The Impact of Tourism Development on the Structure of Agricultural Landscape of the Dongshan River Basin, Taiwan


Wen-Pin Lin, Ling Tung University, Taiwan
Shu-Chun Huang, Shih Hsin University, Taiwan
Email: [email protected]
Published: September 2014

Citation: Lin, W.-P., & Huang, S.-C. (2014). The Impact of Tourism Development on the Structure of Agricultural Landscape of the Dongshan River Basin, Taiwan. IAFOR Journal of Sustainability, Energy & the Environment, 1(1).


After the establishment of the Dongshan River Scenic Area of Yilan County in Taiwan, land use in the Dongshan River Basin has undergone dramatic change, from agricultural areas to recreational settings, in the past decades. The pur- pose of this study was to apply the approach of landscape ecology to analyze the spatiotemporal transition of the agricultural landscape of the river basin after tour- ism development. The study aimed to examine the landscape change in the river ba- sin and its ecological implications. Maps of the Dongshan River Basin in 1987 and 2003 were generated, and the land uses were grouped into six land-use types: paddy fields, high-density vegetation, low-density vegetation, water, built-up land, and sandy beaches. A set of landscape metrics were computed with FRAGSTATS. The results showed that, from 1987 to 2003, the major change in the river basin land- scape was a rapid increase in the area of built-up patches, while the areas for all other land use decreased. As for paddy fields, although their overall structure was not significantly altered over the study period, 5% (301 hectares) of the paddy fields had been replaced by urban settlements, which included the river park, the booming country house scene, and a traditional arts center. These changes were the main con- tributors to the increasing patch edge of paddy fields. Viewing paddy fields in Dong- shan River Basin as unique man-made habitats, attention is then given to both the dispersion of built-up patches and the increase in size of the patch edge of paddy fields.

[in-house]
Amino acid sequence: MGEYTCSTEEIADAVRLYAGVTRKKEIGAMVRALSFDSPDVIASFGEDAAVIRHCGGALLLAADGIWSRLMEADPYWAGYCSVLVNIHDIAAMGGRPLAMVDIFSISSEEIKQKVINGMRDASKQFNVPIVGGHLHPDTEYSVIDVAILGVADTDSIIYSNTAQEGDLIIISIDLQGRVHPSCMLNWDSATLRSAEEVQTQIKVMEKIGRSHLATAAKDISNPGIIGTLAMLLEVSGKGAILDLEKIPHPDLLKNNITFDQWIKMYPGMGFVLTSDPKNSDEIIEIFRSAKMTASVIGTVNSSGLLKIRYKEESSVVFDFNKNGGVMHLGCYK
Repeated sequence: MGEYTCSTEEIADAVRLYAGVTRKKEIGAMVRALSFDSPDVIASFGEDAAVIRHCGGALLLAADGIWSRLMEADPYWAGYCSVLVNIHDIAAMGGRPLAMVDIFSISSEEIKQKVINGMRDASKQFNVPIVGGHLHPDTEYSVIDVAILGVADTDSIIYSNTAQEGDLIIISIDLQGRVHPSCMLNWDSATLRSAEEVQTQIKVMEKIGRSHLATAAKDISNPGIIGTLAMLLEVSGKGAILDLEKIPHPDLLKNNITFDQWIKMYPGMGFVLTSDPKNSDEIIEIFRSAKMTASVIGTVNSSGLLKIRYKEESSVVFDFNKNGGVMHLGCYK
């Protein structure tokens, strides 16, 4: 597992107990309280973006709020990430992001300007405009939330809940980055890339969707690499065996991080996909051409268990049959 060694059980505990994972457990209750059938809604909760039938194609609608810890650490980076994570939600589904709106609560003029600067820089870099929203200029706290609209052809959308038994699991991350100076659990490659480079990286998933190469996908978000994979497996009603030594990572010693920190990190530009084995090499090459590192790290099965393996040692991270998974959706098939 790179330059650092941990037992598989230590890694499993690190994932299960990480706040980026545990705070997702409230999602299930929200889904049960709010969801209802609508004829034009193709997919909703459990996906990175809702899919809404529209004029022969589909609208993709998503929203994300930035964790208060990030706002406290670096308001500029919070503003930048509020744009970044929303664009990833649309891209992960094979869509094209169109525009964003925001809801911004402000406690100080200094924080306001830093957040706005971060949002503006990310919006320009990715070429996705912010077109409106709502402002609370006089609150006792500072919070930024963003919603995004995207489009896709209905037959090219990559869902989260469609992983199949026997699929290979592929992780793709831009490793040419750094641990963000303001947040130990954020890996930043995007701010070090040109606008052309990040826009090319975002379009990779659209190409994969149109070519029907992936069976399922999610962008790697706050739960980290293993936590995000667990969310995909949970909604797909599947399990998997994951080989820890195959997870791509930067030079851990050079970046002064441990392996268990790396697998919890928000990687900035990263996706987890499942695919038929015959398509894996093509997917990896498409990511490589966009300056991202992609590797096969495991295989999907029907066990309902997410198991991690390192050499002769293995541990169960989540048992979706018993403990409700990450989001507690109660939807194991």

tourism development, paddy fields, landscape ecology, land-use changes, GIS